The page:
Editor's note: Ruben Navarrette Jr. is a CNN contributor and a nationally syndicated columnist with the Washington Post Writers Group. Follow him on Twitter: @rubennavarrette.
By Ruben Navarrette Jr. , CNN Contributor
(CNN) - First, here's what Arizona got wrong: Once upon a time, some lawmakers there decided that the state had a problem with illegal immigrants - most of whom are Hispanic. So they drafted a sweeping law that wound up inconveniencing, singling out and foisting second-class citizenship upon all Hispanics, including those who were born in the United States.
They are the real injured party in the Arizona drama. In its decision on Arizona's immigration law this week, the Supreme Court almost set things right. In a split decision, it struck down three parts of the law, but unfortunately it let stand the worst part, and it is U.S.-born Hispanics who could bear the brunt of the law for many years to come.
For one thing, there are more of them than there are illegal immigrants. Many of the state's illegal immigrants have already left - gone to New Mexico, Colorado, Texas, Arkansas and other more welcoming locales. Besides, U.S.-born Hispanics are not in hiding. They're out and about, living their lives as they have every right to do - and coming into contact with police,
How ironic is this situation? These are the people who, in many cases it is often said, didn't cross the border as much as the border crossed them. Some of my friends in Arizona come from families whose roots in that region go back six or seven generations.
by Melissa Abbey, CNN
The Pew Research Center recently released a comprehensive study profiling Asian-Americans in the United States and found them to be more highly educated and well-paid than any other immigrant group in the country.
Asians are also now coming to the United States in greater numbers than Hispanics and make up about 6% of the population.
The study is overwhelmingly positive - most Asian-Americans have at least a college degree and consider themselves hard-working - but it also showed immense diversity among the group.
There are more than 17 million Asian-Americans, and each has a unique story. Here, three immigrant families in the Atlanta area share a slice of their lives. FULL POST
By Alan Duke, CNN
(CNN) - The biggest change in Arizona since the state adopted a tough immigration enforcement policy two years ago has been a more tolerant climate for immigrants, representatives from several groups said Monday.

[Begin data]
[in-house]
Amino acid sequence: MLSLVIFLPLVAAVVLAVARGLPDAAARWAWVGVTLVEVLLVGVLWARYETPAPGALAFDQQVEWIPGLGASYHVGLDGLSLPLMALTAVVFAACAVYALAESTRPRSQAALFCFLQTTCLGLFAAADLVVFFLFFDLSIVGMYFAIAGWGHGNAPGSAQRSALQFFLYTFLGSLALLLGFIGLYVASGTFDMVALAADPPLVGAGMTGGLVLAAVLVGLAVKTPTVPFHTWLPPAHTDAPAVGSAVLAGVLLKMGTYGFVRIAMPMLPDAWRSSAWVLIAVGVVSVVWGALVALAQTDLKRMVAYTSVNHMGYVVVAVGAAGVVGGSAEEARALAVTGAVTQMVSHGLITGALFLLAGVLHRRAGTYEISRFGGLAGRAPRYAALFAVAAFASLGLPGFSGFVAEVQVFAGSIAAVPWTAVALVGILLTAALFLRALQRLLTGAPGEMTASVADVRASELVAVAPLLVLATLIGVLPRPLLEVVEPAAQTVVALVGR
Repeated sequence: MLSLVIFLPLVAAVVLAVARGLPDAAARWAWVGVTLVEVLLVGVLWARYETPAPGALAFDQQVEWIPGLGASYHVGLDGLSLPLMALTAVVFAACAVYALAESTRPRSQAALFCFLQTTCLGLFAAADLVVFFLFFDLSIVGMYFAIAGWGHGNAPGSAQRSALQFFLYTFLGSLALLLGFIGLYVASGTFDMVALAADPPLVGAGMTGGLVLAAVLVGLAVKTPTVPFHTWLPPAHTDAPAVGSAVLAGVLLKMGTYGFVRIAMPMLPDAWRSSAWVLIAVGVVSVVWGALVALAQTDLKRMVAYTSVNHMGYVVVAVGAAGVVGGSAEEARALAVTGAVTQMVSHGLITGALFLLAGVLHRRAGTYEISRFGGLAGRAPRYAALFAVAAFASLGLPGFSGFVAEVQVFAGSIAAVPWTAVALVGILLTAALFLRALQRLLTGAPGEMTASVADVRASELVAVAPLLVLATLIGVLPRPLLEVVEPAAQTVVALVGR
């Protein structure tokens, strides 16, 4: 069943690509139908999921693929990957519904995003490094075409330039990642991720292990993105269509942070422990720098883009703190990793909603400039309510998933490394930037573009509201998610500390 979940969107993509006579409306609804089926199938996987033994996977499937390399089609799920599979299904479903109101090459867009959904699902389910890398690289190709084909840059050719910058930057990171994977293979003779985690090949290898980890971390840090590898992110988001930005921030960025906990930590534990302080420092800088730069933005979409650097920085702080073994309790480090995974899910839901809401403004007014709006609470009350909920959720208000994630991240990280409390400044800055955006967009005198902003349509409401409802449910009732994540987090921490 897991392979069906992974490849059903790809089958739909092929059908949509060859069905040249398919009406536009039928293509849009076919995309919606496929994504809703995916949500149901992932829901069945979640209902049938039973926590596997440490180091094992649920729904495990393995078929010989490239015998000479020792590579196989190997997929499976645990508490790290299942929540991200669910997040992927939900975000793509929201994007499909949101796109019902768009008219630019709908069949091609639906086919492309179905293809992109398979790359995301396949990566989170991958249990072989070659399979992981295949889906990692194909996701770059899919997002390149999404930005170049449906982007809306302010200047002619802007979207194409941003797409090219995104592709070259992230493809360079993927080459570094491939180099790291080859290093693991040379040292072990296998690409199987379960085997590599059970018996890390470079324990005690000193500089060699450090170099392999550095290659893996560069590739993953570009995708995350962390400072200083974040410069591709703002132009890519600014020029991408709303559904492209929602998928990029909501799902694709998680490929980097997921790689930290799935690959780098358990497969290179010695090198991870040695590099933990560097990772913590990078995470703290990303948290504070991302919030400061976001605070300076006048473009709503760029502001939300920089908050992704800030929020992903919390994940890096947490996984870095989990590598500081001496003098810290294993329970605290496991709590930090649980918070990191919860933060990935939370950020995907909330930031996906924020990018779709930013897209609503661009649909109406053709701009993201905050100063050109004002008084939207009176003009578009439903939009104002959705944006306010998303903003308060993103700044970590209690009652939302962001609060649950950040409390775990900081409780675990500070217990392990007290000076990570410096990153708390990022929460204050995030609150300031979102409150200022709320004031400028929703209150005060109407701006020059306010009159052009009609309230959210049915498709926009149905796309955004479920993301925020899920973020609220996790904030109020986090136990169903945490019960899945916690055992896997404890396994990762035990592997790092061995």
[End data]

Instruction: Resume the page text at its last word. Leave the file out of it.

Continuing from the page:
"There has been a change in Arizona, without a doubt," said Clarissa Martinez, director of immigration for the National Council of La Raza, which led a coalition of civil rights groups in a tourism boycott of the state after SB 1070 became law in the spring of 2010.
The U.S. Supreme Court ruled Monday that three of the law's four key provisions infringed on the federal government's constitutional jurisdiction over immigration. The high court let stand the provision allowing police to check a person's immigration status while enforcing other laws.
There were dire warnings by critics when the law took effect in July 2010 that it would keep businesses and people from moving to the state and that it would drive families away. There is no good measure of how many Hispanic families, fearing persecution by law enforcement, moved from Arizona.
by Mallory Simon and Bill Mears, CNN
The Supreme Court ruled largely in favor of the U.S. on Arizona's immigration law, but it upheld the most controversial provision involving police checks on people's immigration status.
So what did we learn and what can we glean from their decision? Bill Mears, CNN's Supreme Court producer, breaks down the decision piece by piece:
1. Others states better tread carefully
By striking down three of the four major provisions and upholding the idea of federal authority on this issue in pretty sweeping comments, the Supreme Court has signaled other states with similar laws that they better tread carefully or make sure their laws do not to reach too far.
In Justice Anthony Kennedy's majority opinion, his main point was that the national government has significant power to regulate immigration issues. And so that lets states know that while they have some place to play in the issue, the federal government still reigns supreme.
While the court didn’t tell Arizona and other states what they could and couldn’t do when they conduct a traffic stop – for example how long police can hold someone, whether the law would amount to racial profiling – this opinion is essentially guidance moving forward. Their opinion was certainly not a complete smackdown of Arizona's law. Instead, it left some things pretty ambiguous.